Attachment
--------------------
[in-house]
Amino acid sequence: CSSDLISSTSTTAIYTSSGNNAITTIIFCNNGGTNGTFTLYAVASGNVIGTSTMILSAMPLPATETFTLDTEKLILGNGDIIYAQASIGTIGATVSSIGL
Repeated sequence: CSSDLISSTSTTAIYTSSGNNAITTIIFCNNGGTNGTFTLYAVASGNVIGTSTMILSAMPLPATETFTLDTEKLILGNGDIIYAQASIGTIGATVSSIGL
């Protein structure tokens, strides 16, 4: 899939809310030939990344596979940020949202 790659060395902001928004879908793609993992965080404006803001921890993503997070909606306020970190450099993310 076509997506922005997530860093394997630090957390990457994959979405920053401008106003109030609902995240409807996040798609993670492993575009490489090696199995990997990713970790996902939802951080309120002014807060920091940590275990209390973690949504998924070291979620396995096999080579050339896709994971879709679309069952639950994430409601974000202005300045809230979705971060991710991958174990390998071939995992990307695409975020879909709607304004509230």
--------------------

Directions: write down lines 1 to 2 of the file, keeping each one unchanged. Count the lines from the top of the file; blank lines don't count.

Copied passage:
[in-house]
Amino acid sequence: CSSDLISSTSTTAIYTSSGNNAITTIIFCNNGGTNGTFTLYAVASGNVIGTSTMILSAMPLPATETFTLDTEKLILGNGDIIYAQASIGTIGATVSSIGL